He Asked For It!
APRIL 19, 2006
Rob Saunders asked if Elwood had a guitar hero when he was a beginning guitarist. He sure did. His long, tedious answer:
The Barnes' Country Jazz Label
Aside from Chet Atkins (I never did grasp fingerpicking) and Les Paul (I was in love with Mary Ford), my favorite guitarist when I began playing was George Barnes. I'd found a mono LP in the cheapo bin of the local Woolworth store in Alpena. it was called Country Jazz on the Truetone label, had a dreadful stock photo on the cover, and the vinyl was horrible with massive surface noise, but the music was pure magic. I listened to that disc over and over. His technique was and continues to be way over my head.
Barnes, largely ignored today, was a superb arranger and created some excellent duet recordings with Carl Kress and Bucky Pizzarelli, some first class cuts with a woodwind octet and a series of strange, sometimes mediocre albums with a bevy of top New York session guitarists in an attempt to get a big band sound with a band that included nine guitars, a rhythm guitar, piano, celeste, xylophones, marimbas, bongos and an assortment of timbales, maracas, tambourine and casabas. With titles like "Guitars Galore" and "Guitar Galaxies" the effect was light, fun, inventive and gimmicky. At his best, though, Barnes is one of the most distinctive swing guitar voices.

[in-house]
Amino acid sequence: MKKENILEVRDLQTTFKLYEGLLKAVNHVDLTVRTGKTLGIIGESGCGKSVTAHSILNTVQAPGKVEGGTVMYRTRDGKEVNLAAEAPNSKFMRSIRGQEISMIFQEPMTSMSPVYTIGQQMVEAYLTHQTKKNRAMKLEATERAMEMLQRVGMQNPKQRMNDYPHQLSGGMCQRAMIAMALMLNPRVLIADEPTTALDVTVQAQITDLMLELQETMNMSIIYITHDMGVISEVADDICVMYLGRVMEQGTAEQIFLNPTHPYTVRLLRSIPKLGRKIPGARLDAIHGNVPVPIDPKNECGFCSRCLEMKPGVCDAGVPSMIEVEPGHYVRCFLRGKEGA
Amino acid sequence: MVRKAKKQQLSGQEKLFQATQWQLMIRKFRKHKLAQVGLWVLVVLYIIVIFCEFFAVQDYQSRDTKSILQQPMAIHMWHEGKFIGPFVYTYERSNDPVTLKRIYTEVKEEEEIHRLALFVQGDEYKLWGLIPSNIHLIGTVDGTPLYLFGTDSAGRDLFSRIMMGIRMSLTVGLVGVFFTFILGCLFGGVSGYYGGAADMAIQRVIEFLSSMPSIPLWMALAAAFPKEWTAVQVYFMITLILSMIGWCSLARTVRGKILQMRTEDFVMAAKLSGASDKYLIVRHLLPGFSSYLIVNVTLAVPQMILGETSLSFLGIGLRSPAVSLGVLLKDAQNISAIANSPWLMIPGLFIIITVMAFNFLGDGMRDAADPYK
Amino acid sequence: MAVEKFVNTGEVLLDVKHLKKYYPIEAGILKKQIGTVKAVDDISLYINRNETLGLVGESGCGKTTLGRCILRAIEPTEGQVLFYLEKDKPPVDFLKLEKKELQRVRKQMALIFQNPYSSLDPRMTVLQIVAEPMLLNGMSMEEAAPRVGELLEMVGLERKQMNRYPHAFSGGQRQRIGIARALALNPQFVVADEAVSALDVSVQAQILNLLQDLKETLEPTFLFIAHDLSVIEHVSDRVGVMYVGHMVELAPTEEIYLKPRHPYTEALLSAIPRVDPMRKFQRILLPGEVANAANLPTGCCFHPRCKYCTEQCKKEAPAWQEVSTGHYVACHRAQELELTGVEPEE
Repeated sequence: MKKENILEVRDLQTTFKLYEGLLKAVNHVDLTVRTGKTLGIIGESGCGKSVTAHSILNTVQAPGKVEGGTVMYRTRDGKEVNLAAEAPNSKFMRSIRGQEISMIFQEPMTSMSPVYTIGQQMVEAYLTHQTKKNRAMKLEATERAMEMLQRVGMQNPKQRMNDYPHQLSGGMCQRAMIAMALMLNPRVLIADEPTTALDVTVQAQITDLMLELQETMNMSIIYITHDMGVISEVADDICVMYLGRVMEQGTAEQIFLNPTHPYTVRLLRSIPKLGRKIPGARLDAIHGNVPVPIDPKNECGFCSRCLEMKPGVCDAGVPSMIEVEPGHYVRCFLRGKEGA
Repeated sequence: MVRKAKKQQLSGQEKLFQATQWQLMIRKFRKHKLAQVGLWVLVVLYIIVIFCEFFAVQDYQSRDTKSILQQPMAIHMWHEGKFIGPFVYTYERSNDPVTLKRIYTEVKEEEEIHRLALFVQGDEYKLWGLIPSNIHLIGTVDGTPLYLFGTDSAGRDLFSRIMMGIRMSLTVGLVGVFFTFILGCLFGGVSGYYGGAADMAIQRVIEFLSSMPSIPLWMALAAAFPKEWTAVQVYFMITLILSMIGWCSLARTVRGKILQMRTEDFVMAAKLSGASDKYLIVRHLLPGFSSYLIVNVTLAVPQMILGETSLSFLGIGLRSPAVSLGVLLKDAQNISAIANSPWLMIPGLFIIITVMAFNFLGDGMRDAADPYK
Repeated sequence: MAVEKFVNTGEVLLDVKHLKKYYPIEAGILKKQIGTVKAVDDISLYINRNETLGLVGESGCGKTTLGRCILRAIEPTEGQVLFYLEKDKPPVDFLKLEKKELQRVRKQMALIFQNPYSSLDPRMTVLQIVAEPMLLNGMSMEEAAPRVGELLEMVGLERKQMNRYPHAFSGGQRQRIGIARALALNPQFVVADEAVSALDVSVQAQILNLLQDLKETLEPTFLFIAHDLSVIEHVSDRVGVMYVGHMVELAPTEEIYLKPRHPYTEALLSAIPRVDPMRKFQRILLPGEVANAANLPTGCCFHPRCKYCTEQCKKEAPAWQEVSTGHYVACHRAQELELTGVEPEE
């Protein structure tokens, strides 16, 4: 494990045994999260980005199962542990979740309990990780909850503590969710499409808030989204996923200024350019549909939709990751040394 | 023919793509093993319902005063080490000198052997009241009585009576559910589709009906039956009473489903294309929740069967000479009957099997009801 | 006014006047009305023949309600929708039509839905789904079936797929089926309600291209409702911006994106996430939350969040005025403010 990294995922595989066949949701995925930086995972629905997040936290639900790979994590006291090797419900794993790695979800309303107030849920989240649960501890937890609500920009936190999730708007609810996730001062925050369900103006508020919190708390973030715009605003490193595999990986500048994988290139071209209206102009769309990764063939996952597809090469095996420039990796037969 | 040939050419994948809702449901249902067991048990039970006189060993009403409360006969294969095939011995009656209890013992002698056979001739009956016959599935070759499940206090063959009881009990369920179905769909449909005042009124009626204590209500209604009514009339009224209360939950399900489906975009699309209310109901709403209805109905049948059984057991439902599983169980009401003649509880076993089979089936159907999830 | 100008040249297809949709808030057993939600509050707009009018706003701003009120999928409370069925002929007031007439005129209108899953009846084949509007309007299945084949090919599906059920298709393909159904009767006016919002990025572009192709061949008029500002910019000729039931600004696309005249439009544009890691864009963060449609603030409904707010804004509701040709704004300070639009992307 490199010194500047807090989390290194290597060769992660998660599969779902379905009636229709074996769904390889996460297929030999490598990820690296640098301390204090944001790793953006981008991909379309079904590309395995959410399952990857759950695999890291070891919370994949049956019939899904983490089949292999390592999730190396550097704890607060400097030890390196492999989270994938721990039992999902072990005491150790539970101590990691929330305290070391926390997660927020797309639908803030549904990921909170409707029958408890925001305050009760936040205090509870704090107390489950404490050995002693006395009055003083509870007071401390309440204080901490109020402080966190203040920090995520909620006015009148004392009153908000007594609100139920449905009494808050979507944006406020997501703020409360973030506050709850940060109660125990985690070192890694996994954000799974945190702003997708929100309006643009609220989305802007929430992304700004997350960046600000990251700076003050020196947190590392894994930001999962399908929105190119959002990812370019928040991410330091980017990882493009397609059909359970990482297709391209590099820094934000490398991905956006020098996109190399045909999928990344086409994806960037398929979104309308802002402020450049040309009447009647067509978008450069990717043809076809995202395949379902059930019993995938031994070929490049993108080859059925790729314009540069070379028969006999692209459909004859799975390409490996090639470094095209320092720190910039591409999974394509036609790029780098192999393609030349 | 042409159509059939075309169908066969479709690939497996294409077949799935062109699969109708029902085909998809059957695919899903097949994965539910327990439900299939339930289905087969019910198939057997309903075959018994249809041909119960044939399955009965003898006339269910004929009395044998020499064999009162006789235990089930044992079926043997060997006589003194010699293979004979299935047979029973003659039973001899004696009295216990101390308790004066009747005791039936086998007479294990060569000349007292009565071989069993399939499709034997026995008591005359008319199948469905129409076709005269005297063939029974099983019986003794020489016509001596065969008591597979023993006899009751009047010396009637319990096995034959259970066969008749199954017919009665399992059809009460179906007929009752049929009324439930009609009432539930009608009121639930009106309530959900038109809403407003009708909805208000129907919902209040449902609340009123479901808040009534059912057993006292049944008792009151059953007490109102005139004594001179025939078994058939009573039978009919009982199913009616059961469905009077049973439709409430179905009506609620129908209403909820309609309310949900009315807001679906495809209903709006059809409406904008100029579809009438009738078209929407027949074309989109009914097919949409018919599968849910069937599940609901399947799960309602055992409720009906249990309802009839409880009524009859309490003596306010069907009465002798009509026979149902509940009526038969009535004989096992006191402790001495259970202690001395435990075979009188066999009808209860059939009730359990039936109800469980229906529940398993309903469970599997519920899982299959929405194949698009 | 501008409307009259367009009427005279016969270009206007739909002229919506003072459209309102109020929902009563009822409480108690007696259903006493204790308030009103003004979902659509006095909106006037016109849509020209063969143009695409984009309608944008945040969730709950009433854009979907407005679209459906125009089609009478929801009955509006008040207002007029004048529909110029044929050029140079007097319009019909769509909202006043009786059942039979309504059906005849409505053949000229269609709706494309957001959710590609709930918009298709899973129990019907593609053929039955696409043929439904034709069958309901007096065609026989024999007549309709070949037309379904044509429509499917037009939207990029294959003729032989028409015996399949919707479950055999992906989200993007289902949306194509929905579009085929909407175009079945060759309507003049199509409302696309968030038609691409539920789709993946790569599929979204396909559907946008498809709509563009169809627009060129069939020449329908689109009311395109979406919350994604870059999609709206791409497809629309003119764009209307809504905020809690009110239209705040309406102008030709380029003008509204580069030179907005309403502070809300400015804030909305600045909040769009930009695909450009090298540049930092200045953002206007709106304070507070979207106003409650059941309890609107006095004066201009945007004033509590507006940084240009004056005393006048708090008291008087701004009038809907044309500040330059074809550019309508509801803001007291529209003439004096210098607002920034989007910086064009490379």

Dave Gould in the U.K. has a page dedicated to Barnes:
You'll find some interesting info there.
You can get Barnes' final recording (recorded live in July of 1977 at the Willows Theater in Concord, California) at David Grisman's site, Dawgnet. The CD is called "Don't Get Around Much Anymore" and is on Grisman's label, Acoustic Disc.
Also, check out this link:
and these two CDs are still available on Amazon:
George Barnes - Amazon
Topical: The Monkey Files
© 2024 Elwood H. Smith